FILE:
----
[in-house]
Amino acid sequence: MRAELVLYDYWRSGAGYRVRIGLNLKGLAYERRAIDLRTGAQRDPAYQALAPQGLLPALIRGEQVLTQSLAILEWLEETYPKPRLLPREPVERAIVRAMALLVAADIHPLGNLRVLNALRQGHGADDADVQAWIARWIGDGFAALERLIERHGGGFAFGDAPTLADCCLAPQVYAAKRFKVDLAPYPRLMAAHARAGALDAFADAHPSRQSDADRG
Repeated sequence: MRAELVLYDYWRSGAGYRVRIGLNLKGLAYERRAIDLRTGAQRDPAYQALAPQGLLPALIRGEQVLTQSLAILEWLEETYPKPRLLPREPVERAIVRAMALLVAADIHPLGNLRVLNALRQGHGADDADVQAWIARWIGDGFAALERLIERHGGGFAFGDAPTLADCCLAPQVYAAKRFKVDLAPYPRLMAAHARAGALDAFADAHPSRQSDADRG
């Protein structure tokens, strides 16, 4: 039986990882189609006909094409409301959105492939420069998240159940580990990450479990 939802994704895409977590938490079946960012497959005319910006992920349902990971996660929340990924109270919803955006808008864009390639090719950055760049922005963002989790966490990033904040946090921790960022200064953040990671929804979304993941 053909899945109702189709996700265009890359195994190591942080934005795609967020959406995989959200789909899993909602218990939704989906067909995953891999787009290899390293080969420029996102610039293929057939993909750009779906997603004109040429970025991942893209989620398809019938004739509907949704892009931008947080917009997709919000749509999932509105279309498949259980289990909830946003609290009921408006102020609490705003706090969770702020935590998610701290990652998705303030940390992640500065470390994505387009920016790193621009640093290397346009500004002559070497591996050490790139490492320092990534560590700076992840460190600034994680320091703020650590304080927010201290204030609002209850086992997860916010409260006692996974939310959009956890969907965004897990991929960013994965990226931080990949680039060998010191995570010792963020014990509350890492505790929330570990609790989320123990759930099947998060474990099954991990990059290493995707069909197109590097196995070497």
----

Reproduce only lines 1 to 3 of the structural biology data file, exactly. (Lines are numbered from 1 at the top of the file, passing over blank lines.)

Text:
[in-house]
Amino acid sequence: MRAELVLYDYWRSGAGYRVRIGLNLKGLAYERRAIDLRTGAQRDPAYQALAPQGLLPALIRGEQVLTQSLAILEWLEETYPKPRLLPREPVERAIVRAMALLVAADIHPLGNLRVLNALRQGHGADDADVQAWIARWIGDGFAALERLIERHGGGFAFGDAPTLADCCLAPQVYAAKRFKVDLAPYPRLMAAHARAGALDAFADAHPSRQSDADRG
Repeated sequence: MRAELVLYDYWRSGAGYRVRIGLNLKGLAYERRAIDLRTGAQRDPAYQALAPQGLLPALIRGEQVLTQSLAILEWLEETYPKPRLLPREPVERAIVRAMALLVAADIHPLGNLRVLNALRQGHGADDADVQAWIARWIGDGFAALERLIERHGGGFAFGDAPTLADCCLAPQVYAAKRFKVDLAPYPRLMAAHARAGALDAFADAHPSRQSDADRG